Wednesday, January 31, 2007

It wasn't until I discovered allmusic and starting looking up my favorite bands that I learned that lots of my favorite music is considered part of the same genre and that it has a name: post-punk. I just thought of it as music I like.

I recently came upon an 80s post-punk archetype: Josef K. The first time I heard the band on the radio, I was confused. They sounded familiar without sounding familiar, in that I knew I'd never actually heard them before although their sound resembled lots that I'd heard before. There were glints of the angularity of the Fall, Gang of Four and early Echo & the Bunnymen, the jangly pop of the Woodentops and the revved-up jangly pop of early Wedding Present. That they had previously escaped my attention, apart from recognizing their name from the 1991 edition of the Trouser Press record guide, is not surprising considering that they only issued one proper album, The Only Fun in Town, before breaking up, and that album never had a U.S. release. Their new compilation, Entomology, rounds up 22 album tracks and singles for a worthy introduction to American ears.

Tuesday, January 30, 2007

I had merely planned to review Everyone Stares: The Police Inside Out when much bigger news about the band broke: Holy crap! They're getting back together. The band announced that they will play at the Grammy Awards on February 11, and a full tour is rumored.

Now back to that movie review. Drummer Stewart Copeland bought a Super 8 movie camera early in his career with the band and managed to document them in their time together, from their early struggles to massive fame. Through wise editing of the 50 or so hours of footage on the road, in the studio, on the stage and pressed up against the fans, he gives a clear view of what it was like living through it all. His narration is insightful, making their eventual break-up a natural conclusion without placing blame. That said, Sting sometimes comes across as an obnoxious alpha male even when they're getting along just fine, and the film reaffirmed my belief that Copeland is not only one of the best drummers of all time, he's also one of the coolest.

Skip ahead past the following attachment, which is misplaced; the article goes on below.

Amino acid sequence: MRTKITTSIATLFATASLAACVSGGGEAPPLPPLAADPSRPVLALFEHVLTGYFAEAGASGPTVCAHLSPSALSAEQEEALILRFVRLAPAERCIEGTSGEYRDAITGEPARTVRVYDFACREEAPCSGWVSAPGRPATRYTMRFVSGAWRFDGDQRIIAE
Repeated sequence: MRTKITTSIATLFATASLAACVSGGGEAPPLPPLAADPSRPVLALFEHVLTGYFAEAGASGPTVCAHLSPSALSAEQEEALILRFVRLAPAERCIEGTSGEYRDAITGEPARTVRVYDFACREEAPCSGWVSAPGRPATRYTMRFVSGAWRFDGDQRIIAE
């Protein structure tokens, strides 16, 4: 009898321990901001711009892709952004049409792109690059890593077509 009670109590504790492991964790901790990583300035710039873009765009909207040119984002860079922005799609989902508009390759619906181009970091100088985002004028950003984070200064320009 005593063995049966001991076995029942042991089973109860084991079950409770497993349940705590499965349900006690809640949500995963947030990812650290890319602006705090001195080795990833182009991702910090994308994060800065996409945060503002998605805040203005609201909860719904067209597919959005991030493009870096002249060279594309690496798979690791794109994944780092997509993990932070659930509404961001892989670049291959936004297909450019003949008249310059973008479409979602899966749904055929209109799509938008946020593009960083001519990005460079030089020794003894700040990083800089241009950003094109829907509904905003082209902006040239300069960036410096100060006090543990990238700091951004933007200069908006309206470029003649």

Sunday, January 28, 2007

One of the most annoying current cliches in journalism is making reference to AARP to say that someone is old. For once, talking about aging and making reference to AARP isn't a cliche. In today's Chicago Tribune, Barbara Brotman catches up with former Buzzcocks bass player Steve Garvey to discuss the cultural meaning of the band's "Everybody's Happy Nowadays" being used in AARP ad campaign. The interview also goes beyond the usual "where are they now" piece since they delve into what aging has been like for Garvey, now a carpenter with a kid in college.